Keeping research simple (because it will become complicated all by itself)

I was recently lucky enough to attend an international symposium organised by CIDA, on 'Creative Industries: the Roots of Business Innovation', though I've been too busy since to write about it here. It was a very stimulating day, despite missing the first hour due to delayed train. There were numerous themes to emerge but here are just three.

1. Arts as research, arts within research, research within art.

Fortunately I was able to read Graham Devlin's publication 'A place to think' as my train travails meant I arrived promptly for the coffee break having missed his talk. Drawing on some fascinating case studies, some of whom were also represented by other speakers, it explores the area of research in the arts and the academy. This includes practice-based research by artist-academics, which after much struggle has become increasingly accepted by the research boards, research which brings together specialists across disciplines (Scott Delahunta from Random Dance gave a great talk about the work he leads with scientists and Wayne McGregor), and what you might call art as art as research by practitioners outside formal academic constraints or disciplines.

This latter was brilliantly illustrated by the
Banff Centre in Canada and Akademie Schloss Solitude in Germany, both of which are what Sarah Iley from Banff called 'non-parchment' research centres. Connection to arts practice is central, not accreditation.

Graham Devlin's conclusions include the key ones that there should be real equity between arts researchers/practitioners and academic institutions, clarity around purpose and greater flexibility of assessment. Of these equity seems to me paramount - and two way. Just as I've seen artists squeezed by academies, I've also seen artists not genuinely respect the institution that pays their wages. More often, I should emphasise, I see a properly productive relationship.

2. We are Time (but time is money...)

Common to a number of the presentations was the role time plays in arts research. Time away from day duties, time to see how things develop, time to disseminate findings. The impact of time together, or time in a particular place was clearly huge, but it comes at a cost. besides making me scribble down the question 'can an artist ever waste time?' which I'll save for the occasion that demands an undergraduate essay topic, it made me think there is a need to develop some transferable arts research practices. These could, for the sake of argument be split into two types; short and sharp, and long and deep. One of the best things about the early days of Arts Council England's Grants for the Arts programme was it enabled investment into long and deep time for artists. That has, I suspect, diminished, and is likely to do so even more. But how might short and sharp experiences be structured and supported by arts organisations and HE partners?

3. Resilience as research?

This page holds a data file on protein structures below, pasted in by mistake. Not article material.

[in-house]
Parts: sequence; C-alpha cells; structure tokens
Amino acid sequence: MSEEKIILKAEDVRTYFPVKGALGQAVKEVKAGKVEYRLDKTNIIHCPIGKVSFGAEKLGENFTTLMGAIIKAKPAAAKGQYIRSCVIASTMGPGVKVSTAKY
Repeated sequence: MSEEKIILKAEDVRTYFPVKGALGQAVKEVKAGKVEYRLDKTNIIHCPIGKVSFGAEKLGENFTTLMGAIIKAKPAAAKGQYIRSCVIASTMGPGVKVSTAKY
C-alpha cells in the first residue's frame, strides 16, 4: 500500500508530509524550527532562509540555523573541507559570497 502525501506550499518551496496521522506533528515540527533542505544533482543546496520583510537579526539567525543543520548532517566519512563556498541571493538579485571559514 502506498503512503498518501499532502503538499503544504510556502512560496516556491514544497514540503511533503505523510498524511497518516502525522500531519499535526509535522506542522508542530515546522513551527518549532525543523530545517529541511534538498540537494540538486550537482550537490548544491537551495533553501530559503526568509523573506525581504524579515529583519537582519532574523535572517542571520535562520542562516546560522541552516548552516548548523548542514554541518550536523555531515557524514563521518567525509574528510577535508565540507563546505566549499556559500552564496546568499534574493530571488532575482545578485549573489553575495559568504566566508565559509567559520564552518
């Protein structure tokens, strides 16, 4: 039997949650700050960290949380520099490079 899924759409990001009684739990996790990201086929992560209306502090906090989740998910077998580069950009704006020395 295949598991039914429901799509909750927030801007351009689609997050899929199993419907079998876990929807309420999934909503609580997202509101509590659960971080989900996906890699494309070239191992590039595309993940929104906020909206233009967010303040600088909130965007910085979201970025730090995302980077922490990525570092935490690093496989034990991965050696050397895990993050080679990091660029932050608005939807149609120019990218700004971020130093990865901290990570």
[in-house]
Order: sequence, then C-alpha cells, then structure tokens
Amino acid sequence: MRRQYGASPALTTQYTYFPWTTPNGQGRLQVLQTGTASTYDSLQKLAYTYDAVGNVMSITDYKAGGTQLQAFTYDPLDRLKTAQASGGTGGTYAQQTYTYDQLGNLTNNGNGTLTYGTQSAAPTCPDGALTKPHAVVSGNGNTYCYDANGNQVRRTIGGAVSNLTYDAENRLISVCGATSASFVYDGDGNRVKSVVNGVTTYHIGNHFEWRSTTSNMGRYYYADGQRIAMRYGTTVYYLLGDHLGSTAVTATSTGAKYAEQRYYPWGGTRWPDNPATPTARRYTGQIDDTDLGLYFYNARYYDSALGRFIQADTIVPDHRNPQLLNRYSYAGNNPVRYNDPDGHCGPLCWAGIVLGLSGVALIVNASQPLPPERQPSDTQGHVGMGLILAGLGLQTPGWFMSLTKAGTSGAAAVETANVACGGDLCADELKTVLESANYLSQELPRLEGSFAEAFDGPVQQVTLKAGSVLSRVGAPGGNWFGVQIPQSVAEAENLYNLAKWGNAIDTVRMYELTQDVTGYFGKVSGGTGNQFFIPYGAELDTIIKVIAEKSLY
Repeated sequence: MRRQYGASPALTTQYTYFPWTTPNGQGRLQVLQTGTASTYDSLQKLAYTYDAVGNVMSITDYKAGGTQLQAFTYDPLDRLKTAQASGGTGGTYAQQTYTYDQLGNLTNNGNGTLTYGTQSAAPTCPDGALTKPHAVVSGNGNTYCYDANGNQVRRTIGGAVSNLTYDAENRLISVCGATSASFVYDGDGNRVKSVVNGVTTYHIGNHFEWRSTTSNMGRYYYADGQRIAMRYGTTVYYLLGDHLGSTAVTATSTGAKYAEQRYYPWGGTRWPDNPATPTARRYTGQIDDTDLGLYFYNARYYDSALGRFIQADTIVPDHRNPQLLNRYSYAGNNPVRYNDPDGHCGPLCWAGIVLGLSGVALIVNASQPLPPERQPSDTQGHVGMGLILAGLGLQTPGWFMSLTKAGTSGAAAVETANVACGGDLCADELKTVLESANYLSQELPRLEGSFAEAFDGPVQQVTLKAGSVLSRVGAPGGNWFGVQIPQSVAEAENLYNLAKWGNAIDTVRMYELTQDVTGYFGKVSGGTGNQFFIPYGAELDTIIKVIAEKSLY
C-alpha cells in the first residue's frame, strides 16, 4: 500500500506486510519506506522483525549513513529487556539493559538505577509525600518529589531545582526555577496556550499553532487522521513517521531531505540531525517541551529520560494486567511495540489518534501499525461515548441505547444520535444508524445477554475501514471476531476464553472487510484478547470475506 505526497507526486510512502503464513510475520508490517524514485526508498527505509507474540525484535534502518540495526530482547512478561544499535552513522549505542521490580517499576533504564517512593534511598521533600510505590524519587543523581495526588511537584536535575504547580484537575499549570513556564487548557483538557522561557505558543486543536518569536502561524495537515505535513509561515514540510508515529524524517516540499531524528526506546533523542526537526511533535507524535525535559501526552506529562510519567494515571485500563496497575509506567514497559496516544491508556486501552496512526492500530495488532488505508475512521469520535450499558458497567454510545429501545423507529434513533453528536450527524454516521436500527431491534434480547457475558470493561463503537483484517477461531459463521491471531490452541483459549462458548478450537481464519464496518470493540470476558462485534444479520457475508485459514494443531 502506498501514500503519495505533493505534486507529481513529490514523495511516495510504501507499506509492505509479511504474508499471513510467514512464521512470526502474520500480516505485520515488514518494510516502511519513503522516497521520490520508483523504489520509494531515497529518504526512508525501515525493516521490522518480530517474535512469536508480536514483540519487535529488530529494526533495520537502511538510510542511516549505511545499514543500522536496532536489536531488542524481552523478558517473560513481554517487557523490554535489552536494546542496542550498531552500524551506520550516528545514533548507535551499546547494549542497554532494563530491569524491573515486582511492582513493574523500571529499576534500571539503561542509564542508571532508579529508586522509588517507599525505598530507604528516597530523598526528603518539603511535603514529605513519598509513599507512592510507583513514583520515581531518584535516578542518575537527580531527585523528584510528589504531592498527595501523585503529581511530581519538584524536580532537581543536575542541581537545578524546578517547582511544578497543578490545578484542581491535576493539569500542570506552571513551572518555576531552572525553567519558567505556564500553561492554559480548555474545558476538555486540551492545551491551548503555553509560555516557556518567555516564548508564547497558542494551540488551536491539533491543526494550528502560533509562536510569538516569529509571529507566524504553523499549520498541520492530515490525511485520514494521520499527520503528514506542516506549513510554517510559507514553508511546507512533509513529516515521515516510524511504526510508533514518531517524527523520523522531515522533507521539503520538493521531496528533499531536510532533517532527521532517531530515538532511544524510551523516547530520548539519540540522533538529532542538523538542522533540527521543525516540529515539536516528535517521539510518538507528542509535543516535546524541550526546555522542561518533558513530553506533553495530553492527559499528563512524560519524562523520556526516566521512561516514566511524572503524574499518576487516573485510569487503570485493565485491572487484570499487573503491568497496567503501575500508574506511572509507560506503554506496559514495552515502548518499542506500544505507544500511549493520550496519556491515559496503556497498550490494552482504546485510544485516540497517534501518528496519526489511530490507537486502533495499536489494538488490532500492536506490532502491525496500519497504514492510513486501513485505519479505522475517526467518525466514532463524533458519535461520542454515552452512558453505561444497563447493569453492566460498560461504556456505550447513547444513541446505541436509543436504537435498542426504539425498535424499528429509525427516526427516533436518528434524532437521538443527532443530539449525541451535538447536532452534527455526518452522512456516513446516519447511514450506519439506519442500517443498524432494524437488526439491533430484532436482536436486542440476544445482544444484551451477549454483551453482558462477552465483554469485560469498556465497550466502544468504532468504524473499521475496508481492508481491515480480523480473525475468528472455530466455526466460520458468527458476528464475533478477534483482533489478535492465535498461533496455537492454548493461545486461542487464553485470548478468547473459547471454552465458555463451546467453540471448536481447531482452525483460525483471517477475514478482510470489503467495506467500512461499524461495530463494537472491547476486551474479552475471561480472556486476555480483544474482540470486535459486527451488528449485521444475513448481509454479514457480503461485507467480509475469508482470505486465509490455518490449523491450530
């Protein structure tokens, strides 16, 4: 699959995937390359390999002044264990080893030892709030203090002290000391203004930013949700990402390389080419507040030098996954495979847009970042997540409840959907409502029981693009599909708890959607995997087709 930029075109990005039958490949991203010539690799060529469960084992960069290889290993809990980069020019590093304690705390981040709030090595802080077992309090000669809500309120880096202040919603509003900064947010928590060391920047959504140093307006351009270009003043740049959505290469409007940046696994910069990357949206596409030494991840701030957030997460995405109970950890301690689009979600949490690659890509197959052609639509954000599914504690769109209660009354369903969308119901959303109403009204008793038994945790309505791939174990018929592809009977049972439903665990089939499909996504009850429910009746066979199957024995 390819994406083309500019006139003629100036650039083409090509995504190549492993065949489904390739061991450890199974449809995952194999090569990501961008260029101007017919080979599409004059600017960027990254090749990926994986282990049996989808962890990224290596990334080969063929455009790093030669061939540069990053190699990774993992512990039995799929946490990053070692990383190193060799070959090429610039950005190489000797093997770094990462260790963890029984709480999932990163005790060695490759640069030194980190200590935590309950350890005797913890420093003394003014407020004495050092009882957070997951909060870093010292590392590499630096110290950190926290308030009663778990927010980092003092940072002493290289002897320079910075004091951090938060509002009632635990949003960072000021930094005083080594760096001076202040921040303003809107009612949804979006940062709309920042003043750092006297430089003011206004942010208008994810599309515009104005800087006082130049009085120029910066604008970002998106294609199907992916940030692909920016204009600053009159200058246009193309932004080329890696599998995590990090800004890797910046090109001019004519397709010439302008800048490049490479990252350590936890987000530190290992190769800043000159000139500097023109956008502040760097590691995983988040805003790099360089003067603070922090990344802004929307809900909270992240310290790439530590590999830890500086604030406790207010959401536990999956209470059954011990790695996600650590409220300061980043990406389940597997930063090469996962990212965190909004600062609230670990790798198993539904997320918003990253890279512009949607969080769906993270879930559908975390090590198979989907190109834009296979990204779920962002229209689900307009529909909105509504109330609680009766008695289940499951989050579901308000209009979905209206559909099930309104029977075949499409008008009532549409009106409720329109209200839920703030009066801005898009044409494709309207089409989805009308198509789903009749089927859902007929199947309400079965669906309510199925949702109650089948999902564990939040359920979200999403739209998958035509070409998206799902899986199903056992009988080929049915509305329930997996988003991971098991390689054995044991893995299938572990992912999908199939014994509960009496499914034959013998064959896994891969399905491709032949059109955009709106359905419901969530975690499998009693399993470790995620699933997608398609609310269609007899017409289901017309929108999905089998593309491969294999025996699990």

The afternoon session might have been enough to depress a weaker man. Not because the sessions were bad, far from it, but Will Hutton's talk was really rather doomy, and Mette Koefoed Quinn from the EU seemed a world away from the SlimState world being shaped in the UK. (You have till the end of the month to comment on the EU's Green Paper on the future potential of cultural and creative industries
here.) Conference chair, Lee Corner, asked the audience to think what could be done, especially picking up on Will Hutton's emphasis on the importance of creating 'institutions' within the innovation ecosystem.

In general, I agree with him, but if the state is being rolled back, one might say it's foolhardy to ask the state and its arm's length agencies to create them - interested bodies are going to have to do more of that for them/ourselves, perhaps around disintegrating institutions such as universities according to some arguments. This could be particularly important for the resilience of regions and regional towns and cities.

My conclusion would be it's down to the sector to follow the example of business and workers by creating its own institutions. Things like
AIR might be an example of how this is being done already. Creative organisations coming together as the local 'Chamber of Creative Commerce' might be another way, cheesy name and all.

(The title of this post is adapted from the title of the artwork by Benedict Phillips we were all given, 'Keep everything simple because it will become complicated all by itself No 2.' He gave a great talk elucidating the background to the piece, and also supplied one of the quotes of the day: 'You should have received an artwork and if you haven't there are some spare.' Made me laugh (and think about Hans Abbing) anyway.)


  1. Some interesting ideas about new networked models of organisation are emerging (partly out of necessity, and partly because of insightful planning by artists, as in the case of AIR and also NAN - networking artists networks that began in 2004). Alliances of like-minded arts organisers and artists in the case of Canada have resulted in changes in legislation and emphasis, for the benefit of the arts. AIR is currently hosting a secondment from April Britski the Director of CARFAC - Canadian Artists Representation and invites for her to bring her knowledge into arts policy discussions here are most welcome


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